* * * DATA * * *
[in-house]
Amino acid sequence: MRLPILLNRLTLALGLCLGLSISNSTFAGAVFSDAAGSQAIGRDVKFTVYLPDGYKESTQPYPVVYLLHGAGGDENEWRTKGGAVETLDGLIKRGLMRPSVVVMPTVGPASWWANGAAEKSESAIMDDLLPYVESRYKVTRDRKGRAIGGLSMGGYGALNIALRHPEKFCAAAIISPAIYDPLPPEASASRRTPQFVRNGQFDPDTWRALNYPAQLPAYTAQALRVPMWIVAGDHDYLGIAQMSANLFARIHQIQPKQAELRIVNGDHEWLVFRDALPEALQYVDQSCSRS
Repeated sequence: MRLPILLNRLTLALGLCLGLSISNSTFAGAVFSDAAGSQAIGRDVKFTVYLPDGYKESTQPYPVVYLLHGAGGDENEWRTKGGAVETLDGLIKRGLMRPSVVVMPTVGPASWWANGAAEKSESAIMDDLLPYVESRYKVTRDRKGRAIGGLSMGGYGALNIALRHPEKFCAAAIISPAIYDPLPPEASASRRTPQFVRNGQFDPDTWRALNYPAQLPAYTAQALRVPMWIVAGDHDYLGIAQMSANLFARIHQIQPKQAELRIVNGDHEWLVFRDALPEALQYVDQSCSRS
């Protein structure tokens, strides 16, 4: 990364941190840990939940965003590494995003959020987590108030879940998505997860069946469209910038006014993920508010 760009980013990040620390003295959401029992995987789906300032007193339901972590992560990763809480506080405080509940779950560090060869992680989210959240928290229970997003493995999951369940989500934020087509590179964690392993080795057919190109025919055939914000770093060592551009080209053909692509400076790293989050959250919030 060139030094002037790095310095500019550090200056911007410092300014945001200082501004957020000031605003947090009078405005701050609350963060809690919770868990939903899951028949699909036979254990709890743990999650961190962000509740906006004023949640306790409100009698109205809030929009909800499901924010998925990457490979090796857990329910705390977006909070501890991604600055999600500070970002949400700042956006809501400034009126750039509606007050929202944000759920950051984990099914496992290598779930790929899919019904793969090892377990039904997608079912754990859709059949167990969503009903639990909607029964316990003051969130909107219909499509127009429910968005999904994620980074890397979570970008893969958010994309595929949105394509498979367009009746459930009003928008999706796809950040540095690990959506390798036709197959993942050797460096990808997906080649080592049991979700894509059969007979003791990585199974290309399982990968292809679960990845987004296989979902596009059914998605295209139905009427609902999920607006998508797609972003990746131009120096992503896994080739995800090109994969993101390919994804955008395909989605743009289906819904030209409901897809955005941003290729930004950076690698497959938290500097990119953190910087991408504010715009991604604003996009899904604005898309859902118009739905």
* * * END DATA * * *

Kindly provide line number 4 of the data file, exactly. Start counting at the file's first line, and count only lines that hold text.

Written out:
């Protein structure tokens, strides 16, 4: 990364941190840990939940965003590494995003959020987590108030879940998505997860069946469209910038006014993920508010 760009980013990040620390003295959401029992995987789906300032007193339901972590992560990763809480506080405080509940779950560090060869992680989210959240928290229970997003493995999951369940989500934020087509590179964690392993080795057919190109025919055939914000770093060592551009080209053909692509400076790293989050959250919030 060139030094002037790095310095500019550090200056911007410092300014945001200082501004957020000031605003947090009078405005701050609350963060809690919770868990939903899951028949699909036979254990709890743990999650961190962000509740906006004023949640306790409100009698109205809030929009909800499901924010998925990457490979090796857990329910705390977006909070501890991604600055999600500070970002949400700042956006809501400034009126750039509606007050929202944000759920950051984990099914496992290598779930790929899919019904793969090892377990039904997608079912754990859709059949167990969503009903639990909607029964316990003051969130909107219909499509127009429910968005999904994620980074890397979570970008893969958010994309595929949105394509498979367009009746459930009003928008999706796809950040540095690990959506390798036709197959993942050797460096990808997906080649080592049991979700894509059969007979003791990585199974290309399982990968292809679960990845987004296989979902596009059914998605295209139905009427609902999920607006998508797609972003990746131009120096992503896994080739995800090109994969993101390919994804955008395909989605743009289906819904030209409901897809955005941003290729930004950076690698497959938290500097990119953190910087991408504010715009991604604003996009899904604005898309859902118009739905």